3 Signs You are Having a Brand Positioning Crisis and How to Fix it

3 Signs You are Having a Brand Positioning Crisis and How to Fix it

A strong brand positioning allows your customers to understand the difference you’re about to make in their lives. Customers fully connected to a brand have been shown to be 52% more valuable than satisfied customers. And when that connection intersects with emotion, the potential is even more dramatic. Customers who have an emotional connection with a brand demonstrate a 306% higher chance of committing to that brand throughout their entire lifetime[1].

But content strategies often fail because they are not guided by a clear brand positioning statement. A key internal tool, brand positioning statements ensure that your marketing campaigns stay aligned with your core values by reminding your team about the specificities of your audience and the difference you are trying to make.


Here are three signs that you might be facing a brand positioning crisis:

1. Your team is misaligned

A revealing internal test is to ask your teams or close collaborators what difference they are making in the lives of your clients. By giving team members just three sentences to describe the specific impact the company has, it becomes easy to see if the same benefits are mentioned repeatedly and by everyone. Team members may make accurate statements about how the company enhances their clients’ lives, but it’s more important that they are aligned and share beliefs.

Does this sound extreme?

It isn’t. The effort it takes the average brand to penetrate the noise in the marketplace is considerable, and your team is your foremost asset for establishing your brand’s voice. Moreover, team members that refer to a brand or company in dissimilar ways quickly create a diluting effect and squander a key branding opportunity.  So, lack of team alignment is potentially a serious sign that your brand is facing a positioning crisis.


2. Existing customers don’t understand the value your brand is adding to their lives

Every business wants to believe that its current clients are engaged and enjoy a high level of satisfaction. But your client pool and the constructive feedback they provide can be a rich resource for brand growth. Many businesses overestimate the extent to which their existing and longstanding clients know the range of offerings they provide while also underestimating the difficulty existing customers may have communicating the positive impact their brand makes.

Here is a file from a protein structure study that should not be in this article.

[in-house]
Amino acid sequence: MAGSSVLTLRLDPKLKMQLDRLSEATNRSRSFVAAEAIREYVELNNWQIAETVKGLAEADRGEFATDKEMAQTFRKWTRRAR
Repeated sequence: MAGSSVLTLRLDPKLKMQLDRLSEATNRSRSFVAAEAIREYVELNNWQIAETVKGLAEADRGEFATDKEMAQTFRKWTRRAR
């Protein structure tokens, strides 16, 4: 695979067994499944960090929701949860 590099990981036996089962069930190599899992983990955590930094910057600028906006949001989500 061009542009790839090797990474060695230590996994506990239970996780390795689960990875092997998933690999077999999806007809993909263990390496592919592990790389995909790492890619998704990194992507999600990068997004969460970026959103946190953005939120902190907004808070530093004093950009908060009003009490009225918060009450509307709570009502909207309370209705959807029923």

Why is this a problem?

It can be an appreciable problem when it comes to the ease with which current clients offer referrals. Your existing customers should be able to articulate clearly the benefits of the brand they invest in. For example:

“This company makes my life easier by streamlining my financial records”


“This brand makes a difference in my life because it helps me protect the environment”.

Ensuring current clients understand the added value of your brand can help with retention and referrals.


3. You’re trying to be everything to everyone

If you’re saying “yes” to everything, you are potentially facing a brand positioning crisis. It’s an approach that typically means your strategy is oriented toward “pleasing” rather than taking a clear position and establishing a distinctive voice in the marketplace. Adopting a concise, targeted brand positioning strategy might not appeal to every potential customer, but the audience it engages with represents a true opportunity for meaningful connection. The process may feel counterintuitive — it’s natural for a business to want to be the solution for everyone. But brand positioning keeps companies honest and allows them to take a genuine stance instead of attempting to be a little bit of everything to everyone.

How can you avert the crisis?

Even a small brand positioning problem is worth fixing, and most organisations feel their brand positioning could be stronger even if not facing a crisis. The first step in addressing any issue is by deconstructing the brand positioning statement into a formula that incorporates four components.

  • The Audience: what is their demographic? What are their pain points?
  • The Market: what market category is relevant to the brand?
  • The Brand Promise: what are the brand’s greatest benefits in the eyes of the audience?
  • The Evidence: what verifiable evidence is there that the brand delivers on its promise?

Achieving a strong level of clarity when developing and refining a brand positioning statement will provide direction to all your content marketing efforts.

[1] https://www.prnewswire.com/news-releases/new-retail-study-shows-marketers-under-leverage-emotional-connection-300720049.html

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